Methods

Identification of study area

The present study was conducted in three districts. Namely, Ambagiorgis from highland, Gondar Zuria from midland, and Addis Zemen from lowland areas. The study areas are depicted in the map showed in Fig. 1, modified from (https://no.wikipedia.org/wiki/Amhara_(region)(region)). The study areas were represented considering presence of adequate study animals and diversity in agroecology.
Fig. 1

Geographic location of the study areas

Screening and sampling procedure

This study involved a total of 400 randomly selected animals (200 sheep and 200 goat). The sampling procedure involves first step of screening infected animals having a characteristic Orf lesions as shown in Fig. 2 followed by taking tissue samples from the lesion. Fresh lesion scraping was taken immediately from the animal aseptically using diethyl ether. Dried scabs, papular fluids, crusts, and nodules collected were stored in ice box using 1% PBS supplied with pen strep and transported to national veterinary institute for confirmation. Data related to different risk factors or variables were collected through direct observation or by direct interviewing of animal owners. Ethical approval for animal studies was approved by the animal ethics and welfare committee of the University of Gondar. Informed consent was obtained from animal owners who participated in the study.
Fig. 2

Typical clinical lesions of contagious ecthyma in different body parts. a) nostrils and mouth region, b) ear, c) teat and udder

Viral isolation, culture and PCR amplification

Tissue samples were first washed using 1% PBS supplied with antibiotics three times and from the third wash, tissues were centrifuged at 14,000 rpm for 10 min. Then 500 μl of viral supernatant was taken for the infection of VERO cells. Cells were cultured on 25cm2 culture flask using sterilized GMEM (Sigma Aldrich) and with the addition of 10% FCS. Then cells were incubated for 5 days at 37 °C, 5% CO2. The confluency of the cells and the cytopathic effects was regularly checked [28]. DNA was extracted following Commercial Purlink ™ genomic DNA kit(Invitrogen) and purified DNA was stored at -20 °C until the next use.

Polymerase chain reaction

After isolating genomic DNA from the virus, B2L gene was amplified using forward primers (5′-TGA GCT GGT TGG CGC TGT CCT-3′) and reverse primers (5’-CGC AGA CGT GGC TCA GTA CGT-3′). The reaction set up was prepared as follows: 5X standard reaction buffer (5 μl), 2 mM dNTPs (0.5 μl), 500 nM forward primer (1.25 μl), 500 nM reverse primer (1.25 μl), template DNA (5 μl), 2.5 U Taq DNA Polymerase (0.25 μl), nuclease-free water (to 25 μl). The thermal profile was set as follows: Initial denaturation (94 °C, 5 min, 1X cycle), Denaturation (94 °C, 1 min), Annealing (55 °C, 60 s, 35X), Extension (68 °C, 70 s), Final extension (68 °C, 5 min, 1X).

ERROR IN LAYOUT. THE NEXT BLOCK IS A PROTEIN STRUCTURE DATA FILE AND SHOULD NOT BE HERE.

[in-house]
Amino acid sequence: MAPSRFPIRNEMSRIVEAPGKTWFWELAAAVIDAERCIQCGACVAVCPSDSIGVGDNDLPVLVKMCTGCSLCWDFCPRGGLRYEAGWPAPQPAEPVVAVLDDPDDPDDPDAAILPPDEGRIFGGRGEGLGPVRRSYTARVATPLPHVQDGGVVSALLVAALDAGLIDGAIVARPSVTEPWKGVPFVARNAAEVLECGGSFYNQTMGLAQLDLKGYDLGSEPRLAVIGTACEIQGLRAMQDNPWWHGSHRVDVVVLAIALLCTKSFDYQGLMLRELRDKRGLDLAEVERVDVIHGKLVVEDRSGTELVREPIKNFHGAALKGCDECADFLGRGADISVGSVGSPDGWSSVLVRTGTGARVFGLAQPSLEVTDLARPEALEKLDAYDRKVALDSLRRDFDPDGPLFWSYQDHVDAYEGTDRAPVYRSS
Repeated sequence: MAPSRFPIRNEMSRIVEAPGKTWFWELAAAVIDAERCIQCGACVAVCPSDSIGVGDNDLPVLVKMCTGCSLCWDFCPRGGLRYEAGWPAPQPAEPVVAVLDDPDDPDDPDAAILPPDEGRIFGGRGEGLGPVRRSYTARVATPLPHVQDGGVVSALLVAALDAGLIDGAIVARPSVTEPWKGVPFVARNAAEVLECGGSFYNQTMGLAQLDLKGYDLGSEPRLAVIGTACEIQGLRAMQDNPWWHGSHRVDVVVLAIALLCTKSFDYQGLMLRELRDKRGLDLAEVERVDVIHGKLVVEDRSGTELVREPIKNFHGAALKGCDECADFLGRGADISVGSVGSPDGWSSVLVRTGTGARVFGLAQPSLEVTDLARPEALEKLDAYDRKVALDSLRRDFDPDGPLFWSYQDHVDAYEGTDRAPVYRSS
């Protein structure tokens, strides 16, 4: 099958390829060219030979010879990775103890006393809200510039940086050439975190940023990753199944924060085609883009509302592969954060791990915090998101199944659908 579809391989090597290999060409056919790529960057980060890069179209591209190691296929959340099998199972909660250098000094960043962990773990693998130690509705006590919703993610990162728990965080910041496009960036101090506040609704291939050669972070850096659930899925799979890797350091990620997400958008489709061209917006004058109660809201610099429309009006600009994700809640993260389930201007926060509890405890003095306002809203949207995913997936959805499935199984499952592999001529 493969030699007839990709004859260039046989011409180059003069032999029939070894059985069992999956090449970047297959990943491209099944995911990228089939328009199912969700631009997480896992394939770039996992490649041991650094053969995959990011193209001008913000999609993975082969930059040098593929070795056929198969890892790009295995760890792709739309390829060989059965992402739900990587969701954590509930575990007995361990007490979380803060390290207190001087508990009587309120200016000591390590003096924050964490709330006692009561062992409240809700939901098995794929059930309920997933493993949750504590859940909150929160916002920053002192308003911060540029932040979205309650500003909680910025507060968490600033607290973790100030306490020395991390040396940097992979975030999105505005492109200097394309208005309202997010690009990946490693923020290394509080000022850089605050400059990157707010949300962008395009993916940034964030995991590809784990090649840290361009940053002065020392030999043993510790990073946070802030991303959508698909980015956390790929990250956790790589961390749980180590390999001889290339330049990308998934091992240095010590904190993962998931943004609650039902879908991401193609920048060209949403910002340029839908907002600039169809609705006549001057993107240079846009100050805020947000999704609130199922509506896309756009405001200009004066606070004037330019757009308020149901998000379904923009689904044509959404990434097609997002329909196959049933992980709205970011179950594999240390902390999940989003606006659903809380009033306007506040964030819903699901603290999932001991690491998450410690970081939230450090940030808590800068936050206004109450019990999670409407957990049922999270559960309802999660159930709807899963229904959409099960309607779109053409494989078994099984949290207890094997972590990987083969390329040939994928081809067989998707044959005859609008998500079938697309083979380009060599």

The size of DNA fragments was estimated using agarose gel electrophoresis. The DNA samples was mixed thoroughly with a loading dye at a ratio of 1:6. The mixed DNA samples were carefully loaded in to the gel and 1 kb plus DNA marker was used to gauge the size of the DNA. The fragments were separated at a voltage of 100 V for a run time of 60 min. DNA bands were analyzed using UV transilluminator.

Data management and analysis

All date collected from the study were recorded in a microsoft excel spreadsheet and the statistical analysis was performed using STATA version 13. prevalence was calculated by dividing the number of positive animals to total animals examined multiplied by 100. Univariate logistic regression analysis was used to indicate the association of different risk factors with the occurrence of Orf virus infection.

Results

Cytopathic effect (CPE), characterized by the degenerative changes in VERO cells due to multiplication of the viruses in the cells was used as a first step screening of the samples by examining the morphology of cells after virus transfection of cells and a peculiar feature of evident syncytia formation was observed. Hence, different passages of cells were examined to identify the cytopathic effect of the virus and a total of 48 samples were processed for viral isolation and observation of CPE and the result revealed all the viral suspensions were toxic to the cells which was pre- confirmatory test for the virus. The morphology of VERO cells before and after transfection by the virus is illustrated in Fig. 3. Furthermore, genomic DNA from all clinical samples was extracted to amplify the B2L gene of the virus using a specific primer and revealed a PCR product of 140 bp size as confirmed by agarose gel electrophoresis. A representative sample assigned from S1 to S10 showed samples which were positive for the virus as indicated in Fig. 4.
Fig. 3

a) Normal cells before viral transfection; b) Cells are trypsinized and appeared as a single cell; c & d) showing the peculiar feature of the cytopathic effects after 2 days of incubation

Fig. 4